playing by the rules

and should pay the consequences,

then your daughter's gonna be
in trouble her entire life.

You have a lot
to learn, Officer,

which is why I imagine

Simon's dad let you
come up here.

Now, I want him living
off campus by midnight tonight.


I think we need your dad.


I'm in over my head.

I couldn't get the school
to let you back into the dorms,

but the dean told me
about, uh, a man

who rents low-income
single apartments to students,

to graduate students.

Now, I talked to this man,
and he has

a couple of singles
that he's willing to rent

to you and your friend.

Even though
you're not graduate students,

he's going to make an exception,

provided that you understand
that the people

who live in these apartments
are serious about studying,

not partying, but studying.

What's the difference
between getting this single

and getting the apartment
that I wanted?

They're singles.

You and Christina
wouldn't be living together.

Let me say it again.

These apartments are

for students
who are interested studying.

Dad, I didn't do this
to get out of the dorms, okay?

Or to live with a woman.

I swear.

We're not doing anything.

I mean, she asked me for help.

You know, I let her stay here.

Which of course, I
shouldn't have done.

Hi. I would have
been here earlier,

but I didn't want
to miss a class.

Hi, Simon.

Christina, this is my dad.

Hi. Eric Camden.


I'm really embarrassed
about what happened,

but I just didn't
know what to do.

Uh, my dad has
some-some good news

and some bad news.

We're not gonna be getting
an apartment together.

Um, but my dad did find
some singles that we can rent,

you know over where
the graduate students live.

You know, I think before we go
any further, uh, we should...

we should talk to your parents,
Christina, get them involved.

I was wondering

when the subject of my
parents would come up.

I don't have parents.

I came out of Social Services.

Last summer,
when I turned 18,

I was no longer allowed
to be in Social Services.

I'm out

on my own, and the guy
that I was living with thought,

since I was homeless,
and I needed a place to stay,

that he could take
advantage of that,

and that led to the argument
that broke us up.

So, you were in Social Services?

For about ten years,
but I-I managed

to graduate high school

despite the fact
that I moved around a lot.

You know how it is.

One foster home after the other,
one school after the other.

And I managed to make
good enough grades to get

a partial scholarship,
and I got a school loan,

but I didn't have the money
to pay for a dorm.

And I don't have the money
to pay for the apartment.

I don't have a job.

I-I had one, but they cut back
at the end of the summer.

Yeah, Simon
had-had mentioned that.

Ah, you know, there's an opening
in the cafeteria,

and the dean said

that she would have them
give you first consideration.

I don't have a security deposit.

Simon could

share part of the money
that, uh,

Kevin loaned him,
and I think I can

probably get the rest for you

out of an emergency fund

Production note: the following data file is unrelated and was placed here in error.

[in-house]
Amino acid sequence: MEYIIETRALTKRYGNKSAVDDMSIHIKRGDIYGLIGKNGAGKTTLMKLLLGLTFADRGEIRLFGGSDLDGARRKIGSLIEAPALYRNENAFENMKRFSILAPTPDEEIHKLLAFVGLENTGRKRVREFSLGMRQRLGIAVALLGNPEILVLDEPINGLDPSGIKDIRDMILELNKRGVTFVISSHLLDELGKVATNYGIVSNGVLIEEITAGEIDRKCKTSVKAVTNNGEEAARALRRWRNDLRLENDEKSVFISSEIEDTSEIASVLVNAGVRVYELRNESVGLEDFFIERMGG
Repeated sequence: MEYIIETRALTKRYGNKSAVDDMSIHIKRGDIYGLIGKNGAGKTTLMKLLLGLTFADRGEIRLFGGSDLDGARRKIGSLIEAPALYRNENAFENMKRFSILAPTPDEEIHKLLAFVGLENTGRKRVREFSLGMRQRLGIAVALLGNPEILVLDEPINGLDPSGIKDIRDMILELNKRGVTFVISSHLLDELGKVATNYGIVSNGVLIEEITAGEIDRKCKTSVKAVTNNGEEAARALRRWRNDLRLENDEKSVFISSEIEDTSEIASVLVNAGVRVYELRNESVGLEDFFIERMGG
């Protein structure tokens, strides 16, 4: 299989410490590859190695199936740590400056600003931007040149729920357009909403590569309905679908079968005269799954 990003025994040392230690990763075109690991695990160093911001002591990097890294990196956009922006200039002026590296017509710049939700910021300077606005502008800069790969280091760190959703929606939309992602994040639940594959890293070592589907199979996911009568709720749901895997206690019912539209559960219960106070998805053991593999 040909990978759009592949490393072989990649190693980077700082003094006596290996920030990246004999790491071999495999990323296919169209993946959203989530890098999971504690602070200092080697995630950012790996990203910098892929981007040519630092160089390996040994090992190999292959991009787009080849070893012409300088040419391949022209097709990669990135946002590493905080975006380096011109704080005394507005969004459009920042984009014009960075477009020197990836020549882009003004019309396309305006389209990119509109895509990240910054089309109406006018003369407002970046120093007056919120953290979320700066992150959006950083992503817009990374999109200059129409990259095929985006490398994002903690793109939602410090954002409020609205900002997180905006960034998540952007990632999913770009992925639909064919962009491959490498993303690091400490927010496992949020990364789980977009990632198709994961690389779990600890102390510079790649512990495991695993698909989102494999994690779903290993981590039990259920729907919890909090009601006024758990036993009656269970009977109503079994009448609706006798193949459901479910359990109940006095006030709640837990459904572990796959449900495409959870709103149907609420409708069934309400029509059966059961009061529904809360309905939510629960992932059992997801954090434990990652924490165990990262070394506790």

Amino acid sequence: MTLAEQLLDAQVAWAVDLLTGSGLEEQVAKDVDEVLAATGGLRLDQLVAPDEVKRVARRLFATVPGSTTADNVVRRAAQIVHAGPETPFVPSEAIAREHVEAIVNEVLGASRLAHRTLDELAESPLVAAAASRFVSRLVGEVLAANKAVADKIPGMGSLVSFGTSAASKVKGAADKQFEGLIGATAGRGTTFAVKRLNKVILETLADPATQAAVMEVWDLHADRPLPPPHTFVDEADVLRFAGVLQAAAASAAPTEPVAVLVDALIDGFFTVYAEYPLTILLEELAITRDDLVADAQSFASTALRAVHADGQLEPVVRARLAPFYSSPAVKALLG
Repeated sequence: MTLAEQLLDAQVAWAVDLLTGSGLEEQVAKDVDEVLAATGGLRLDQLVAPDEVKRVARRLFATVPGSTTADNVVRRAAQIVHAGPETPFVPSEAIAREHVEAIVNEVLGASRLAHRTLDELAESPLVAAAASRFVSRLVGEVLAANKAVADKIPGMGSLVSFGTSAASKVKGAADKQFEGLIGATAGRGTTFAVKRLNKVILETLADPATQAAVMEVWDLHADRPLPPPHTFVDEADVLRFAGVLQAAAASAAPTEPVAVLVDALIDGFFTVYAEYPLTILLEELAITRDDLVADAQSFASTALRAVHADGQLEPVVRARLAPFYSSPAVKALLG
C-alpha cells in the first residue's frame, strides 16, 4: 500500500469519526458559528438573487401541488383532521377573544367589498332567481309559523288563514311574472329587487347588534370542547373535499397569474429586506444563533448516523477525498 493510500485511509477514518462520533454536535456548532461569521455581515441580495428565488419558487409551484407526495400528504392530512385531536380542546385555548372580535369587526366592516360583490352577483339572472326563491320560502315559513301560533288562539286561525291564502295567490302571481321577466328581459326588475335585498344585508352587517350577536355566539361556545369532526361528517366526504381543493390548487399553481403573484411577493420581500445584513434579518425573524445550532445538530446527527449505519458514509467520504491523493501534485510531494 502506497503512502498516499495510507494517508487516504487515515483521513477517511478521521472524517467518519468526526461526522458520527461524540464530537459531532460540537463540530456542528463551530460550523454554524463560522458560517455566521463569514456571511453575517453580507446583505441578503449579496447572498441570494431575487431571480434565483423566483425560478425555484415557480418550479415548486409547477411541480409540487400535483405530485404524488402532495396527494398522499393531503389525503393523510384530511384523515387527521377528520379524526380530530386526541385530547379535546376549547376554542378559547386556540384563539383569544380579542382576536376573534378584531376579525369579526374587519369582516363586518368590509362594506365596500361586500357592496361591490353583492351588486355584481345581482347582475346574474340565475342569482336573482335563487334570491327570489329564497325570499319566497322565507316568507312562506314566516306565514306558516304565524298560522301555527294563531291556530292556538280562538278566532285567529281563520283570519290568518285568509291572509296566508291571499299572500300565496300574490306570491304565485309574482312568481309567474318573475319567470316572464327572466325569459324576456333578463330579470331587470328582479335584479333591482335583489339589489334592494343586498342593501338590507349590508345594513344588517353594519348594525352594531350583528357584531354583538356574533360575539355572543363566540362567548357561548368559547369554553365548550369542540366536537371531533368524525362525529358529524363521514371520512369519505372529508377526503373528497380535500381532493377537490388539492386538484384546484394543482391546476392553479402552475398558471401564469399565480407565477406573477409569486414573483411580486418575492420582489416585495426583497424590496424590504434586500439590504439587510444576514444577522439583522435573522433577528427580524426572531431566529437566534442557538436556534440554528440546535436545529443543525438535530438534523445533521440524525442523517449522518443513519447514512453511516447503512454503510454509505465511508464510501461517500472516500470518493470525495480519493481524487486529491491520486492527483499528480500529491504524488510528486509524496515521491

we have at the church.

Why would you help me?

I mean,

why now?

I just got your son kicked out
of his dorm.

Not-Not that I
don't appreciate it,

I do, but...

I've lived in your community
for a long, long time,

and you didn't help me.

Nobody did.

Not really.

I'm sorry.

I didn't know you.

I-I didn't know you needed help.

Although, I'm well aware of

the number of children there are

in social services, you know,

and that
they all need help, but...

I have a younger sister.

I don't know
if you remember her, Simon,

but she needs more help
than I do.

A sister. Okay, okay.

I'll... Yeah,
I'll-I'll get right on that.

Hey, thanks, Dad,
um, for helping me.

I mean that.

You're welcome.

Ah, but before I leave,
let me just remind you that, uh,

living off campus
is a big responsibility,

and a big leap of faith

on my part
and on your mother's part.

I talked to her about this,

and she's gonna
go along with it,

but she's not
gonna be happy

about it unless
you come home more, and unless

you maintain
your grades.

I promise, I will.

This apartment is

a privilege, not a right, and...

Privileges can be
taken away.


So, act responsibly.

Now, I'm gonna need
a little more information

about your sister.

Thanks for coming.

I was hoping that you would have
paid me a visit weeks ago.

Harry, Ruthie's boyfriend, and I
were supposed to get married

to get out of here, and then
your family saved a bird,

and that plan went
right out the window.

Of course, Harry thinks

that God saved the bird
and saved him,

but I credit you with finding
Harry another foster home.

I, by the way, don't

want another one, unless
you can guarantee my safety.

The last one I was in,
I got my wrist broken,

and not by the parents--

by their other foster kid,

an adorable, psychotic
ten-year-old boy.

Just imagine what
the little darling will be able

to do
after a few more growth spurts.

Of course,

the parents blamed me
for breaking my own wrist

and sent me packing.

So now, I'm here,
home sweet home.

I'm sorry you had
to go through that.

Yeah, well, I'm sorry
that I was ever born,

at least most of the time.

Look, are you

here just because you told
my sister you would come,

or are you actually
gonna find me a new home?

I'm gonna try.

Well, trying isn't good enough.

I need action. I need a home.

I don't think we've had a
chance to introduce ourselves.

I'm Eric Camden, and
you're Meredith, right?

Yeah, on top of everything else,
I got stuck with Meredith.

I promise you,

Meredith, that I'm
gonna help you,

but I just... I
don't know how yet.

How about your family?

You have to have
a few rooms open, right?

I mean, Simon's not taking up
any space at your house, so,

there's a room.

And Simon's

older sister, the one who got
kicked off the basketball team--

she's married and living
in New York now, right?

So, another room.